| 9:21 am on May 5, 2005 (gmt 0)|
<Someone did mention earlier that some sites are ranking highly when they hardly have any of the keywords present at all.>
I have seen sites on position #1 with keywords/keyphrases range: one, five and even 10+ lately!
However I have noticed that some pages which have top positions on serps have titles where the "base" keyword is repeated twice. For example:
Widget card processing service. Get Widget cards Online
<Frustratingly, we also have a page of aff. links with plenty of useful surrounding content and guidance about blue-widgets.>
IMHO, this is the most correct effective way to PRE-SELL. You may wish to group your affiliate links and contents into pages with one specific theme per page.
| 9:38 am on May 5, 2005 (gmt 0)|
I hate to be a bore, but going back to my 12 million pages, does anyone have any advice? should I put this on a subdomain?
| 10:14 am on May 5, 2005 (gmt 0)|
You may wish to take a look at these 2 threads
| 2:10 pm on May 5, 2005 (gmt 0)|
Thanks reseller, There are alot of 'if you're adding huge amounts of content you must be a spammer' posts in those threads.
I have 12,000 products each with many variables, in the past each of these variables has been documented in paper catalogues. These have now been transfered to a digital format that equates to millions of pages of unique descripive content.
Does that make me a spammer?
| 3:24 am on May 8, 2005 (gmt 0)|
some sites that are TOP 10 with 'no content' may actually be cloaking?
| 11:39 am on May 8, 2005 (gmt 0)|
I've just remembered one reason the IBL to quality site relationship is flawed:
Older sites have a huge advantage.
I see so many loacl interest sites that dominate the SERPs not because they have better content but because they have been around for 4 or 5 years (Some of them don't seem to have been updated since then either)
Anyway, it's a self perpetuating situation where they get links because they come high up the SERPs
| 11:46 am on May 8, 2005 (gmt 0)|
|Anyway, it's a self perpetuating situation where they get links because they come high up the SERPs |
Exactly! The thing is that lazy webmasters looking for good content to link to don't bother to go any further than the first one or two SERPS to find what they want.
You have to dig deeper to find the truly worthy, "fresh" sites to link to. Its a question of taking the time to hunt them down. Few people bother, and so the problem continues.
| 1:25 pm on May 8, 2005 (gmt 0)|
Content should be king, and it is for users, but I still doubt that good content really helps one rank. Lot's of content helps one rank as each new page adds internal links as well as shows activity, but many well ranking sites are page after page of fluff. Search engines have no way to distinguish between good content and lousy content designed to do little more than cover every keyword. In fact the latter tends to rank better. Still, in Google, inbound links are far more important than content, other things being equal.
| 3:55 pm on May 8, 2005 (gmt 0)|
|...many well ranking sites are page after page of fluff. Search engines have no way to distinguish between good content and lousy content designed to do little more than cover every keyword. In fact the latter tends to rank better. Still, in Google, inbound links are far more important than content, other things being equal. |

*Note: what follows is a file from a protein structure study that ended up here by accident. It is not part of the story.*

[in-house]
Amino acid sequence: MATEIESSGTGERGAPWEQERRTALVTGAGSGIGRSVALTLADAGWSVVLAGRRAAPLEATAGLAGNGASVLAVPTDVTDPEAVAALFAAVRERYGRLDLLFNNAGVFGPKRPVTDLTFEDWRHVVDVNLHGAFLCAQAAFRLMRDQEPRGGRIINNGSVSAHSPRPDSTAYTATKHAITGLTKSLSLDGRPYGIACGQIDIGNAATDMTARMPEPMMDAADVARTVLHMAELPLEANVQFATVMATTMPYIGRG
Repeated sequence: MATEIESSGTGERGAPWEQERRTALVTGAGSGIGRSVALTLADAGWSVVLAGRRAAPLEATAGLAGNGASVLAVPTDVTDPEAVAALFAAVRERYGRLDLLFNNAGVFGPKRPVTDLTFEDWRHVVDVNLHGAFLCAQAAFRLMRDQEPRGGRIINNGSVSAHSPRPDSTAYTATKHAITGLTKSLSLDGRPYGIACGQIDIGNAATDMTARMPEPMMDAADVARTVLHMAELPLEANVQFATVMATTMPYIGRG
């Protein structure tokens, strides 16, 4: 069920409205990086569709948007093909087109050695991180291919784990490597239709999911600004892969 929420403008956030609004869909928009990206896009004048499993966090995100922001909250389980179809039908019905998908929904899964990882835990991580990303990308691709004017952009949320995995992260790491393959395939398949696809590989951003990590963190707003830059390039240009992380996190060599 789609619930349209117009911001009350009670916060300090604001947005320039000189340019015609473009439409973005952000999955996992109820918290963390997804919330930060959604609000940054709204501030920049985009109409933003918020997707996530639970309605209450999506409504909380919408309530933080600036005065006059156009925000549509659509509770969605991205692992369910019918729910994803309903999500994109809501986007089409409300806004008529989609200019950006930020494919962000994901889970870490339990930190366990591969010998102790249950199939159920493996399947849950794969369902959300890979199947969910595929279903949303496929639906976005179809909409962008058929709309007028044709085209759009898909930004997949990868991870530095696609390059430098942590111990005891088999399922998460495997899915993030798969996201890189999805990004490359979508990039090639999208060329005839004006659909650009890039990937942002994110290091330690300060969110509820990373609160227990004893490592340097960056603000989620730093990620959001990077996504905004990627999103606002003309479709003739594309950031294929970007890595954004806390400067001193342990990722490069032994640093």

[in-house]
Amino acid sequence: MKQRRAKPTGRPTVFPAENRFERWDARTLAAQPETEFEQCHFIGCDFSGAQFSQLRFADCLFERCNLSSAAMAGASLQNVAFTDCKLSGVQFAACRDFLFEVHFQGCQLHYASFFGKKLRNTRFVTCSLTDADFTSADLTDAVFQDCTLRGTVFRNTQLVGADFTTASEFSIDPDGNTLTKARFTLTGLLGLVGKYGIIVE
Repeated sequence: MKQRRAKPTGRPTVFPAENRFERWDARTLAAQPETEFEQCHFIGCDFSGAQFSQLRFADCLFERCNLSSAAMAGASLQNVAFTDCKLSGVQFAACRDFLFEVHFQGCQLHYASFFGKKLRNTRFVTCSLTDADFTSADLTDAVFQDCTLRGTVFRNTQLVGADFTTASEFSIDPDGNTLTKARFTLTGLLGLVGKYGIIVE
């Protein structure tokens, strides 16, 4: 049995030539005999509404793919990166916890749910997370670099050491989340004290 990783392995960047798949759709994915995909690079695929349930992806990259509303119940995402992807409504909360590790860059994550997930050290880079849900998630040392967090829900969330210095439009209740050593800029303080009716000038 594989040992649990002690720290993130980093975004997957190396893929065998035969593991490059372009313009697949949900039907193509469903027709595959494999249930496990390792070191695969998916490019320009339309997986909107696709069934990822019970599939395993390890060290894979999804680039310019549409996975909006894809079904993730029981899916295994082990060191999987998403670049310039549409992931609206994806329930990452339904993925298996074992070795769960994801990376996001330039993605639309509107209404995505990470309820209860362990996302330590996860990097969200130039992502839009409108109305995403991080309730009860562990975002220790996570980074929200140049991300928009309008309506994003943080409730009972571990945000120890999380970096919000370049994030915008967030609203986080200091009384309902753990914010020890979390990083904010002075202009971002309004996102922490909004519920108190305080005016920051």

I'm seeing a lot of fluff (mainly template-based fluff) ranking high in Google lately, but that doesn't mean the situation is permanent or that Google intentionally favors links over content. The importance of PageRank waxes and wanes, but I think most WW members would agree that it isn't as decisive a factor as it was a few years ago.
Still, no search engine can determine quality or even relevance through on-page factors alone, and inbound links remain a useful tool. The trick is to determine which inbound links are meaningful and which ones aren't. Google's TrustRank is a promising concept (especially the idea of human-vetted "seed sites" as benchmarks), and there are other techniques (such as ignoring inbound ROS links, inbound links from networks of affiliate sites, or internal links beyond a certain number) that can help to keep brute-force linking from having undue influence on ranking. I think we can safely assume that Google's engineers are comfortable with complexity, and that they view the search landscape in color or shades of grey and not in black and white.
| 6:13 pm on May 8, 2005 (gmt 0)|
|I've just remembered one reason the IBL to quality site relationship is flawed: |
Older sites have a huge advantage.
That is a generalization, and not completely accurate.
While an older site may have a large collection of long forgotten links, the site had to be good enough to get those links in the first place.
There are a lot of old sites that don't rank anywhere. That is because they are crappy sites that have never been able to get any links.
In fact, with all the reciprocal linking, it is a lot easier for crappy sites to get links now than it was for them to get them in the past.
It is also reasonable to give any organisation with a longer history more credibility, whether on the web or in the real world. that is why you see things line "Est. 1897" on business signs. Why should a new company get a free pass when competing with a business with 108 years of customer relations history?
Every real business takes time to build, whether on the corner or on the web.
| 10:19 am on May 20, 2005 (gmt 0)|
OK, here's another problem I have with the link popularity model:
It has been suggested that outgoing links to "quality" sites may help rankings.
IMO this has compounded the problem in that a webmaster links to sites that already do well in the SERPs rather than looking for quality, up and coming sites that aren't in the top ten.
So just to re-iterate. I think the bias away from content and towards links is weighted in favour of established sites and against newer sites which in some cases have more up to date content.
Having said all that, the pages that prompted me to start this thread do not fit into the above category. They are neither particularly old, have no content, negligible PR and not a huge amount of links.
The one that has wound me up most appears to have only one offsite IBL. That link has the KWs in and is ODP listed, although I wouldn't regard it as a quality site.
Maybe the problem is more to do with how Google weights the links from what it perceives as quality sites.
| 4:14 pm on May 20, 2005 (gmt 0)|
Yahoo is doing a great job with the prompt indexing and ranking of new sites with content these days. I've been seeing none of the 1997 style auto-spam that is clogging google lately, and my new site launched March 7 is at least visible.
The site doesn't have a heap of links yet, but it can still rank top 3.
I'm sure Slurp has found lots of spam between March 7th and now, but they seem to be filtering it out better than Google, while at the same time allowing new sites without thousands of votes/links to have a shot too.
| 7:24 pm on May 20, 2005 (gmt 0)|
Content is still King, but like all Kings, occasionally must fight for his life.